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Why you should have an ice bath

Athletes take ice baths for recovery all the time. Here's why you should also consider including some cold water immersion therapy into your post-workout routine

You should get an ice bath.(Istockphoto)

By Shrenik Avlani

LAST PUBLISHED 29.04.2024  |  08:00 AM IST

From Kolkata to Mumbai and New Delhi to Bengaluru, the temperatures that India is witnessing these days would have everyone dreaming of an ice bath! But even leaving aside heat, when it comes to fitness and recovery, ice baths are often a standard session in any elite athlete’s weekly training plan. If you are active in any sort of way at all you have a good excuse to jump into one and kill two birds with one stone: Relief from this unrelenting heat and hasten your recovery. If you are willing to dip yourself in a tub filled with cold water measuring under 14 degrees Celsius, you will be happier person, for multiple reasons. 

The recreational runner will be smiling because a post-race ice bath can help in reducing soreness quickly and speeds up the recovery process, says Gagan Arora, celebrity coach and founder of Kosmic Fitness in Delhi. Dr. (Prof.) Amite Pankaj Aggarwal, director and head of the department of orthopaedics and joint replacement, Fortis Hospital Shalimar Bagh in New Delhi, says an ice bath, also known as cold water immersion therapy, leads to several potential benefits. “The primary benefits include reducing inflammation, decreasing muscle soreness, and aiding in recovery after intense physical activity," says Aggarwal. 


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A study published in the British Journal Of Sports Medicine in 2010 explored the impact of cold water immersion on exercise performance in hot weather, much like the conditions we experience in most of India for several months of the year. The study, titled Effect Of A 5-Min Cold-Water Immersion Recovery On Exercise Performance In The Heat, concluded that five minutes of cold-water immersion recovery helps maintained performance during subsequent high-intensity exercise, and that use of ice baths in recovery improves overall exercise performance. 

Another study published in the same journal that year noted that ice baths induce significant physiological and biochemical changes in the body. Cold water immersion was associated with an increase in heart rate, blood pressure, respiratory minute volume and metabolism, the researchers found. 

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Use of ice baths is the most common form of recovery technique that athletes use to recover from any delayed onset muscle soreness (DOMS), or aches and pains, says Ashutosh Nimse, consultant for sports medicine at the Center for Sports Science and Rehabilitation, Kokilaben Dhirubhai Ambani Hospital, Mumbai.

Aggrawal explains that when the human body is exposed to cold temperatures, blood vessels constrict, which can help reduce swelling and inflammation in muscles and joints. “Additionally, the cold temperature can numb nerve endings, providing temporary pain relief. While athletes and active individuals may experience these benefits more frequently due to their higher physical demands, ice baths can be beneficial for anyone experiencing muscle soreness or inflammation, such as those with chronic conditions or individuals recovering from injuries," he says.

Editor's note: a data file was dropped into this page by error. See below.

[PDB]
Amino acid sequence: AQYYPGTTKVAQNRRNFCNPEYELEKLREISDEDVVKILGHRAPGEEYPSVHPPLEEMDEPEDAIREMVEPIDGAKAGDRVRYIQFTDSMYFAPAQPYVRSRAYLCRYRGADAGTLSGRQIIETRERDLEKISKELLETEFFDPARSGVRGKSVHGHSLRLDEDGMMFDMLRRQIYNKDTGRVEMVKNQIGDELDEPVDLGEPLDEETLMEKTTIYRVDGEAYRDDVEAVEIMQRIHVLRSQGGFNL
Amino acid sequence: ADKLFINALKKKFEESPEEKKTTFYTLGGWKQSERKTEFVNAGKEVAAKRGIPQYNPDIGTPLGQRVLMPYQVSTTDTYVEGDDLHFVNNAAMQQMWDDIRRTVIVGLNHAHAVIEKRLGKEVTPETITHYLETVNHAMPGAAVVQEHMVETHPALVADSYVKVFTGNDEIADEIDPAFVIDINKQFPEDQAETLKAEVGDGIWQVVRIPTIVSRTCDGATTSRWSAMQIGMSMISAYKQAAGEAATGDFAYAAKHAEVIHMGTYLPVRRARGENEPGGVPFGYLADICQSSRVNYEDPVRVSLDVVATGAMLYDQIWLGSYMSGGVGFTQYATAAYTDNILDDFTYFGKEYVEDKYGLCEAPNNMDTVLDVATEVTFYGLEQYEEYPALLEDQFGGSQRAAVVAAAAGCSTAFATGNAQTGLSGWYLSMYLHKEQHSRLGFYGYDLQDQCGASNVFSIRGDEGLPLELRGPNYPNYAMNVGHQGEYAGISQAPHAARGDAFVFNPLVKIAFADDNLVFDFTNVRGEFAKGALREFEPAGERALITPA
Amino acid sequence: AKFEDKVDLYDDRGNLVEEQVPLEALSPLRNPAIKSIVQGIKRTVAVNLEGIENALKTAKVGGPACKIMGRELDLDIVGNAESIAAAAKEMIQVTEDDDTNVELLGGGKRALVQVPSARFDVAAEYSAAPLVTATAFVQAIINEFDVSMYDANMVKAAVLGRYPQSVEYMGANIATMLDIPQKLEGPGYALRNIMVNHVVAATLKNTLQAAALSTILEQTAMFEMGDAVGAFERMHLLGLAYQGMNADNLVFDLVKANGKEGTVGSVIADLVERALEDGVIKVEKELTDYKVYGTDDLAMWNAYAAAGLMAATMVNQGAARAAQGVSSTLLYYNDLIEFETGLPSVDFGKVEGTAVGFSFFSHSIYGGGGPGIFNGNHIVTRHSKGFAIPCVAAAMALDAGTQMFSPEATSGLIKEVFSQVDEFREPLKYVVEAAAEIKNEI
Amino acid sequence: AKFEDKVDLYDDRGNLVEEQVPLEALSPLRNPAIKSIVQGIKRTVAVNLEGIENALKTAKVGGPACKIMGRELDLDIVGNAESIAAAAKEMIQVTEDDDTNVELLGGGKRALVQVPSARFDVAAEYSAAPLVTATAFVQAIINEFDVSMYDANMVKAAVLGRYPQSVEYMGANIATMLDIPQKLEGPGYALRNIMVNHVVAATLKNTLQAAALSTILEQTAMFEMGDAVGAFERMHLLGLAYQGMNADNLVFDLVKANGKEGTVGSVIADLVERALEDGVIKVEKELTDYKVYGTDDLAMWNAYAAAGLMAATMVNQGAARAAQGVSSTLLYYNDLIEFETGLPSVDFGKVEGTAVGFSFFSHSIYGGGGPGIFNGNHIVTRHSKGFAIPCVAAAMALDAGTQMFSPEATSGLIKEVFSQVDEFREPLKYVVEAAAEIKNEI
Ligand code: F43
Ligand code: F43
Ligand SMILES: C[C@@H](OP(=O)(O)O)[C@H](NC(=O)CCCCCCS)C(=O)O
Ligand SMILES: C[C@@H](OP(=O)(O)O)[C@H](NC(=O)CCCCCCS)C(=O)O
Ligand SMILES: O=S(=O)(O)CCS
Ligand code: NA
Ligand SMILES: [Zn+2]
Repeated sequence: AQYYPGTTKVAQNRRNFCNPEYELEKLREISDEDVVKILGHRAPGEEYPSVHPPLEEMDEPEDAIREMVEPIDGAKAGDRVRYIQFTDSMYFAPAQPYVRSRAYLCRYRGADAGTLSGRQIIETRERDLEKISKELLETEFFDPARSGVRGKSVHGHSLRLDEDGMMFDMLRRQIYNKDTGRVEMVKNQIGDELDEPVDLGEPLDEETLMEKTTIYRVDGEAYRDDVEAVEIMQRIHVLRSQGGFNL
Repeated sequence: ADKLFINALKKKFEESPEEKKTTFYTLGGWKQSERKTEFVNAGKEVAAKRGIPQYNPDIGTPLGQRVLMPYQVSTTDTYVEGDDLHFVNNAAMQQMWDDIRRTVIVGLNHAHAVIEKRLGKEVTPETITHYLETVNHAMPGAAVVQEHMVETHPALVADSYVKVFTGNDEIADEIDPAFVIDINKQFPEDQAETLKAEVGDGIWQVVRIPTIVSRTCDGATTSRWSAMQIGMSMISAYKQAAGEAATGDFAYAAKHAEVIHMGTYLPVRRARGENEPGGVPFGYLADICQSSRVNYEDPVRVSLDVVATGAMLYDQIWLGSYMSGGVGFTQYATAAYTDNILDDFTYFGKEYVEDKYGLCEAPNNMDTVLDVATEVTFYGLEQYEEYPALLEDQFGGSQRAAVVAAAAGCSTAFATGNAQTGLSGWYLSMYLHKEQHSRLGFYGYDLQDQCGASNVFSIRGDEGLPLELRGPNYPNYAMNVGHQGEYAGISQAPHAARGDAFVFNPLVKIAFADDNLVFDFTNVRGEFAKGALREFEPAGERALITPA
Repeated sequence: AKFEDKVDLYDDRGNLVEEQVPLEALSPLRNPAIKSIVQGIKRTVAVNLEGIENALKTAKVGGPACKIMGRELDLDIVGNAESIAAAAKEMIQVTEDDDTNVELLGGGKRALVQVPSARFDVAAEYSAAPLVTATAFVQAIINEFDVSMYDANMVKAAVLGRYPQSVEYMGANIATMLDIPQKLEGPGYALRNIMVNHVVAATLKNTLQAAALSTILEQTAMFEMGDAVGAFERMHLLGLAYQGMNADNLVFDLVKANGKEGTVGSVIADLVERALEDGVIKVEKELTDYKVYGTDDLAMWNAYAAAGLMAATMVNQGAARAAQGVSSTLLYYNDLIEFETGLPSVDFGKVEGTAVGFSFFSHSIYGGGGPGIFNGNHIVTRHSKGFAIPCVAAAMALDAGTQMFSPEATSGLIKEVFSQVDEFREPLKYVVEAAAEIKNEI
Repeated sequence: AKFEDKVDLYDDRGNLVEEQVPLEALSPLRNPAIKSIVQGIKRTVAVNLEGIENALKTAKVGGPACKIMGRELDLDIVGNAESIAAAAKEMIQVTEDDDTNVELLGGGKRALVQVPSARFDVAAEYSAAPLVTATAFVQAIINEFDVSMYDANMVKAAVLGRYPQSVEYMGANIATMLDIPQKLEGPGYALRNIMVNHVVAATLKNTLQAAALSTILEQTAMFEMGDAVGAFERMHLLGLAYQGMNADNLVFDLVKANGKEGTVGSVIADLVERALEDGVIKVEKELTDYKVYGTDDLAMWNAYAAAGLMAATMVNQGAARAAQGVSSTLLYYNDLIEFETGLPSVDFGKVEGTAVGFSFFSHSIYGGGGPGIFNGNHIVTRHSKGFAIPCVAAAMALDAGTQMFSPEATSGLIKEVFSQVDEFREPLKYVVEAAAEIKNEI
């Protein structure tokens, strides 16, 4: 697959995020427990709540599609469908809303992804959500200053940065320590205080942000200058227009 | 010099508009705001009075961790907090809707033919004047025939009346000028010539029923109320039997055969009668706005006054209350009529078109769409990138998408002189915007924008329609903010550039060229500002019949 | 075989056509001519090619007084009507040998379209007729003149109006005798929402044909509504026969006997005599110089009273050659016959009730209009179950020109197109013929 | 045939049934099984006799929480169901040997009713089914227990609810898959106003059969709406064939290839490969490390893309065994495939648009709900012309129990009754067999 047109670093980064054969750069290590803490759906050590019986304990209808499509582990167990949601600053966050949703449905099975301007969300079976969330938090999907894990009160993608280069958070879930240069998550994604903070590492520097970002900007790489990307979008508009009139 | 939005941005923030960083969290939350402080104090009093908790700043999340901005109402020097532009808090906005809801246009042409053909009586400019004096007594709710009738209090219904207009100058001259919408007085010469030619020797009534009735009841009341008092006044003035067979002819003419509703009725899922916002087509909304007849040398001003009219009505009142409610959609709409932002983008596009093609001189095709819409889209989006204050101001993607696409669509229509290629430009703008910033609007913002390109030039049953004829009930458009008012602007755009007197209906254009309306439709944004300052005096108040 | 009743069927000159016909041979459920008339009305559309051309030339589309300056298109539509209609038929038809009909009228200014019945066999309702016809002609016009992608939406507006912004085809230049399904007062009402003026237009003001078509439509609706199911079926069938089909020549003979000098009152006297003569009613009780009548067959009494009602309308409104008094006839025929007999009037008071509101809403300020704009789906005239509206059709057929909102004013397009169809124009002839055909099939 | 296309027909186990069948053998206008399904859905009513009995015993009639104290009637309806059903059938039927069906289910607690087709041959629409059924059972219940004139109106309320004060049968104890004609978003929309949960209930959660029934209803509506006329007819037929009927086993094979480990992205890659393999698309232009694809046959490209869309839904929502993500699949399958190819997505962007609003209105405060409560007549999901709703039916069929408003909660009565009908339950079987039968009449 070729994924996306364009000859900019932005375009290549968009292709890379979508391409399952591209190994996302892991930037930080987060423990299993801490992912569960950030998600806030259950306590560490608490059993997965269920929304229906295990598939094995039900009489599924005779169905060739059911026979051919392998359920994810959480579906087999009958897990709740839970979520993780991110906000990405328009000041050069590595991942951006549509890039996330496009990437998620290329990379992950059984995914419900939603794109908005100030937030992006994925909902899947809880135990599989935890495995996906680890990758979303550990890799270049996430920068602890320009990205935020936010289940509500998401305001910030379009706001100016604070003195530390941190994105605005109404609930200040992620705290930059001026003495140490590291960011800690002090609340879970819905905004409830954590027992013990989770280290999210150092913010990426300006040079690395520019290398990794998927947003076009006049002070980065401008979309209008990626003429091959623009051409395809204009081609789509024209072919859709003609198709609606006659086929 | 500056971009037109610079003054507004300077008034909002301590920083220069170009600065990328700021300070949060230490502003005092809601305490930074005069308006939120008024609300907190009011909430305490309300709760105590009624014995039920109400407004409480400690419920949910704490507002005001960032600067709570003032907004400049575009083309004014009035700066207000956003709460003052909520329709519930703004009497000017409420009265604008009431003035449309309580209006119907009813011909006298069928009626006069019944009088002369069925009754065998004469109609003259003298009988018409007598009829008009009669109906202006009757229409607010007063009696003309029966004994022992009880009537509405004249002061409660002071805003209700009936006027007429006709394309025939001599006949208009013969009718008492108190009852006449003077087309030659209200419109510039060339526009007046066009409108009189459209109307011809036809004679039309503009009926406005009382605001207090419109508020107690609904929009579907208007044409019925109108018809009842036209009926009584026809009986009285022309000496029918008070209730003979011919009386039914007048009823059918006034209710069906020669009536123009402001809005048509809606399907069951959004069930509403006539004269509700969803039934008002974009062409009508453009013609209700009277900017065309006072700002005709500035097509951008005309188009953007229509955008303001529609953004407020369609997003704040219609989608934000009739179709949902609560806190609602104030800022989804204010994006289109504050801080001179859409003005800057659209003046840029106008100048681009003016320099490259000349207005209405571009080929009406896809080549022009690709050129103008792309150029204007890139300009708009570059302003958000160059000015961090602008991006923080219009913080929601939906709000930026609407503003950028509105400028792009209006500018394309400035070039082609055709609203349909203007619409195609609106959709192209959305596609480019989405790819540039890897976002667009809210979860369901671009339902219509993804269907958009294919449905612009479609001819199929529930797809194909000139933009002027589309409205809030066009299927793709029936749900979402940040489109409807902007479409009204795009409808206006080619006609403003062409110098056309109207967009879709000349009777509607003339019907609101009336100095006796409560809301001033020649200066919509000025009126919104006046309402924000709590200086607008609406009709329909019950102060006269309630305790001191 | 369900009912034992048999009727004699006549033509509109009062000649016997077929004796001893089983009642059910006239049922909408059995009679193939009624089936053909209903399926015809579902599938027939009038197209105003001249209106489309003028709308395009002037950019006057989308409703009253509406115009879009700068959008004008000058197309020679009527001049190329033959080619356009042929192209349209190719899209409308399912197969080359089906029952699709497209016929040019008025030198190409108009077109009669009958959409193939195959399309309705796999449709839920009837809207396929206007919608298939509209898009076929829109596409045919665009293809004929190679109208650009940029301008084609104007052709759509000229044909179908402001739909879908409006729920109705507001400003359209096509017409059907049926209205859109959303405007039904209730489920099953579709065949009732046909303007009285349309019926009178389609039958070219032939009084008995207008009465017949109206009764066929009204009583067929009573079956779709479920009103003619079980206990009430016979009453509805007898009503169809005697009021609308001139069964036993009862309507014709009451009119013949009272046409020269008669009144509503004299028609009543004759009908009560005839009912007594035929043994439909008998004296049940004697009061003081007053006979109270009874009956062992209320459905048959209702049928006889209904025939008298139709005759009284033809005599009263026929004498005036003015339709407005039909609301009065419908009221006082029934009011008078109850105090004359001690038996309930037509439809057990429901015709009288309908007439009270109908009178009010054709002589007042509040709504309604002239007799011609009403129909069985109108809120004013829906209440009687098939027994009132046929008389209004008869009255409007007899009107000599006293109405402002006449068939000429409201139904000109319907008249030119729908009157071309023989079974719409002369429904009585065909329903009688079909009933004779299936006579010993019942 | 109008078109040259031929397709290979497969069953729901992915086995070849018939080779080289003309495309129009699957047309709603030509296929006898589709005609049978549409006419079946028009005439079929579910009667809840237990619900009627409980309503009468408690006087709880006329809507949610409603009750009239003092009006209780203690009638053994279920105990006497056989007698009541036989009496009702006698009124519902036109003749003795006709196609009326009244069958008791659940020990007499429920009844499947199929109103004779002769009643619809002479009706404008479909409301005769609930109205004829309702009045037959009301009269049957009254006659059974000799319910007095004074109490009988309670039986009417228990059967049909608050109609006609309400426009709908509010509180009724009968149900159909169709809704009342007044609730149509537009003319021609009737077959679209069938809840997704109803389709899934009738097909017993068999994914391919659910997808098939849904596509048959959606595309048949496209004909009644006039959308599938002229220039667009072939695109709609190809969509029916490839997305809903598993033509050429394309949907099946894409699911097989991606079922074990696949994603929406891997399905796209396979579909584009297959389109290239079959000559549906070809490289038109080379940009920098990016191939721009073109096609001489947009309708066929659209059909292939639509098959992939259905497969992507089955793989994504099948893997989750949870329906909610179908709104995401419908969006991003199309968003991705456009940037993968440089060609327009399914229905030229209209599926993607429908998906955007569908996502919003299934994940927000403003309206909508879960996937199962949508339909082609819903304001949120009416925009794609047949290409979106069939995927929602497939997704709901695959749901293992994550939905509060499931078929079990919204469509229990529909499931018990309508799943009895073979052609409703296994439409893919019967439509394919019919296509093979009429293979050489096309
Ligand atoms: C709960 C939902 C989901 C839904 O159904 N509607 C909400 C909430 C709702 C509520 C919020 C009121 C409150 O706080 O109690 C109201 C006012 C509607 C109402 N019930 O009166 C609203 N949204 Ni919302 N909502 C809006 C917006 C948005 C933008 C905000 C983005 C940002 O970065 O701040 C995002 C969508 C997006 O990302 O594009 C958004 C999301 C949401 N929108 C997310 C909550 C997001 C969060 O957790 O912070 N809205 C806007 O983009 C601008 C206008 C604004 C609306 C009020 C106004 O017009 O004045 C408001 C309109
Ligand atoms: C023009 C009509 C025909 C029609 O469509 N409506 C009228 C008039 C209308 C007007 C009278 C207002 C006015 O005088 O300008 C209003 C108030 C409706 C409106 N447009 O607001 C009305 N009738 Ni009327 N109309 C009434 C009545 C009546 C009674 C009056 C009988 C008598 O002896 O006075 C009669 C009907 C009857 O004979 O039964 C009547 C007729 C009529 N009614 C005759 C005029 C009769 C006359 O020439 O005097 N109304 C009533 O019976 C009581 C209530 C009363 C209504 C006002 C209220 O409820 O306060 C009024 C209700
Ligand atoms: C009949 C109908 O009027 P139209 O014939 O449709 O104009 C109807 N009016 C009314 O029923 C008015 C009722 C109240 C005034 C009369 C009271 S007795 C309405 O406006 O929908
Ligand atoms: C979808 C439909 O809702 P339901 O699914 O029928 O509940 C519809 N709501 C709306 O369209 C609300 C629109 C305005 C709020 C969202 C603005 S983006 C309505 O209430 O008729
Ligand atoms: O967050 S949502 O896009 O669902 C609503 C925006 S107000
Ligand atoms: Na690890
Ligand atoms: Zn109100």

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While ice baths are primarily used for recovery, they can provide temporary relief from the discomfort of heat waves. “Immersing oneself in cold water can help lower the body temperature and provide a refreshing sensation, especially during the current hot weather. However, it's essential to remember that ice baths are not a long-term solution for heatwaves. They offer temporary relief and should be used in conjunction with other heat-reducing strategies such as staying hydrated, seeking shade, and using fans or air conditioning," says Aggarwal.

Despite their potential benefits, ice baths do come with some downsides. A 2021 meta-analysis of studies found that regular ice baths have a deleterious effect on resistance training adaptations. People not used to cold water immersion can suffer shock and/or hyperventilation. In extreme cases, sudden immersion in icy water can also cause a heart attack. “It's crucial to gradually acclimatise the body to cold water immersion, especially for individuals with underlying health conditions or those who are not accustomed to cold exposure," suggests Aggarwal. 


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Prolonged exposure to cold temperatures can increase the risk of hypothermia, especially if the water temperature is extremely low or if the individual stays in the water for an extended period. “To minimise risks, individuals should limit ice bath sessions to around 10-15 minutes and ensure that the water temperature is not too cold, typically around 10-15 degrees Celsius. It's also essential to listen to your body and stop the ice bath if you experience excessive shivering, numbness, or discomfort," says Aggarwal.

Shrenik Avlani is a writer and editor and the co-author of The Shivfit Way, a book on functional fitness.

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